Not too long ago I had a few Bluetooth earpieces that I mainly used while driving. I had a few Motorola ones like the H700, plus I have still been using the Plantronics Voyager that I reviewed some time ago that I really enjoy. However, my problem was often that I didn’t have the earpiece on when I received a call when I was driving. would have to fumble to find it in my car, maybe turn it on, fold it open, and then place it in my ear – all the while was I was trying to keep my eyes on the road. More often than not, I would miss the call and have to redial the number.
Then came along Bluetooth speakerphones like the HD Voice In-Car Speakerphone from SuperTooth. What a convenience to have a Bluetooth speakerphone in your car without the hassle of wearing an earpiece – and feeling awkward when wearing the earpiece and not being on a call. At least with the HD Voice, it just sits on you car’s visor out of the way and ready to be used.
The HD Voice comes with a USB-to-microUSB cable, a USB car charger, a manual, and Quick Startup Guide.
The HD Voice has two small powerful magnets on the bottom of the device which attaches to a decent sized hefty metal clip making removing and attaching the device simple and portable. You just slide the clip onto the visor, then you can easily remove the Voice to store it when you park the car.
Pairing with the HD Voice was really simple. Everything paired rather smoothly without any problems.
The HD Voice uses a Lithium-Ion battery which has excellent battery life. To conserve the battery, it puts itself in standby after 5 minutes of not detecting your phone and will power back up when it later detects a paired phone. Their website states that you can expect 20 hours of talk time and 1000 hours of stand-by time. It’s been going on three weeks since I first fully charged it, and it prompts me that it is still on Medium when I check the battery level. Obviously, if you find yourself talking a lot with it, then you will use up more battery power faster. I have used it moderately, so the charge is still pretty good. I’m sure in another day or so the battery will be exhausted and need to be recharged, but for now I’ve noticed it has a long battery life.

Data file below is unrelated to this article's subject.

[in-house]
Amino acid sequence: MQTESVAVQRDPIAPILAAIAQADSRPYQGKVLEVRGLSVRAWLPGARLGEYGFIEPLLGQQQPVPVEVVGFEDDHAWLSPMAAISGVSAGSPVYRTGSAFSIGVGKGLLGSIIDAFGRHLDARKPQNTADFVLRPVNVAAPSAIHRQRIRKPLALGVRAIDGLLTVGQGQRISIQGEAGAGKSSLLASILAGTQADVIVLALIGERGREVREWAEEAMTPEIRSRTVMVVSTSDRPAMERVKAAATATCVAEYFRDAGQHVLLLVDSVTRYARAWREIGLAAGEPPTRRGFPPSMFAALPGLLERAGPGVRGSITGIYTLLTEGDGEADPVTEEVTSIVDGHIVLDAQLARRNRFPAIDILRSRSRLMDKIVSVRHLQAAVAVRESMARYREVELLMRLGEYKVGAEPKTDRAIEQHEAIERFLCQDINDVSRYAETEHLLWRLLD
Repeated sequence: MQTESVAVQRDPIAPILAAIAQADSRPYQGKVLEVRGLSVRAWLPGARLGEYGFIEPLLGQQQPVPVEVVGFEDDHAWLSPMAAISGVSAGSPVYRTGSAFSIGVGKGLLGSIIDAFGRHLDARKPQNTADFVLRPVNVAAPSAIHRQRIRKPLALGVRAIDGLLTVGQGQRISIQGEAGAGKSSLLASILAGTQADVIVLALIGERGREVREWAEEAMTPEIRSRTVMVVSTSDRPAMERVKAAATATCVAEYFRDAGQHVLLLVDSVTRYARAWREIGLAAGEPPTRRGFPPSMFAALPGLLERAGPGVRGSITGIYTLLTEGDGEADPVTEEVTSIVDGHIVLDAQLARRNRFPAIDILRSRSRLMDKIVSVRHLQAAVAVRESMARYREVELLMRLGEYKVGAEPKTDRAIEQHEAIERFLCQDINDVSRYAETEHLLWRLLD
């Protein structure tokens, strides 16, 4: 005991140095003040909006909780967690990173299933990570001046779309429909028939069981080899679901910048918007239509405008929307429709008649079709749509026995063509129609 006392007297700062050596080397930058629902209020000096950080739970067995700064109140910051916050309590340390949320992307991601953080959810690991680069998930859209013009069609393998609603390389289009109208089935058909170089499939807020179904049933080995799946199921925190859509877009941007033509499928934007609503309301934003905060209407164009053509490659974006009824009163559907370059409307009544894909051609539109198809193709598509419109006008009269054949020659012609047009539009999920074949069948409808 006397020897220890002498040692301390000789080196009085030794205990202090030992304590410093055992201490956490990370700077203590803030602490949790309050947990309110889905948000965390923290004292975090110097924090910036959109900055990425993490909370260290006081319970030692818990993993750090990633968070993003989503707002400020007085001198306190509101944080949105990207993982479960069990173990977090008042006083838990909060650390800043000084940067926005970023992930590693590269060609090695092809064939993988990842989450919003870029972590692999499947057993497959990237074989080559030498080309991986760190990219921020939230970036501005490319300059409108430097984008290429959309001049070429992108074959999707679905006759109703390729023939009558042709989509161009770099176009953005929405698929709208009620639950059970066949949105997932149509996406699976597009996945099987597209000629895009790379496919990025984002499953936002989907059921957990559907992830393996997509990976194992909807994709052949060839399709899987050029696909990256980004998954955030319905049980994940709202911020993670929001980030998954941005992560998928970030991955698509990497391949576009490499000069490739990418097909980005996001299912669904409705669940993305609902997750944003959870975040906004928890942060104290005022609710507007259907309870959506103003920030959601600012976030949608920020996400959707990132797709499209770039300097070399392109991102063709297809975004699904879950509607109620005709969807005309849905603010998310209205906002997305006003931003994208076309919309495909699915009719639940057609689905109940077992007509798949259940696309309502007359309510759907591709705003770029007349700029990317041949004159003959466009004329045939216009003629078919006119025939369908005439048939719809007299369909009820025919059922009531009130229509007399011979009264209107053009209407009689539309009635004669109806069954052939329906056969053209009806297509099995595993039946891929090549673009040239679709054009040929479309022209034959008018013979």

Seeing how good the battery life is, I just always leave it powered on, but remember the HD Voice auto automatically re-connects to your phone. And it announces it, too.
The first few times I heard the announcement, it startled me pretty good, since I keep the volume turned up loud. When you open the door to your car and a loud voice tells you “connected to phone” then “two phones connected”, it will wake you up in he morning. Some might find it kind of cool when you open the door while you are in a parking lot and your car makes the announcement. Makes you feel special. And you’ll always know right away if the HD Voice is on as you get into the car.
The HD Voice has a very simple setup with its buttons. There is a huge volume knob at the top, a Power button, and an Answer/End Call button. I am concerned with the Power button and the Answer being so close to one another. A couple of times I accidentally hit the Power button instead of the Answer button. Generally, I can feel where buttons are on my phone and can press the right buttons without looking, but I have to be careful with the HD Voice since the buttons are so close together, at least until I become more familiar with the layout of the buttons.
There are numerous features that the HD Voice offers that I really enjoyed, such as the ability to be paired to 2 different phones. The manual says that it can pair up to 8 phones. This is good for me since I have a Samsung Galaxy S2 and Galaxy S3 that I carry with me all the time, and I can use the HD Voice for both my phones without having to turn one phone off and pair again and then vice versa. The HD Voice can import your contacts from your cell’s phonebook, so it will announce the name of the person calling you if they are in the contacts. I thought that was a pretty handy feature.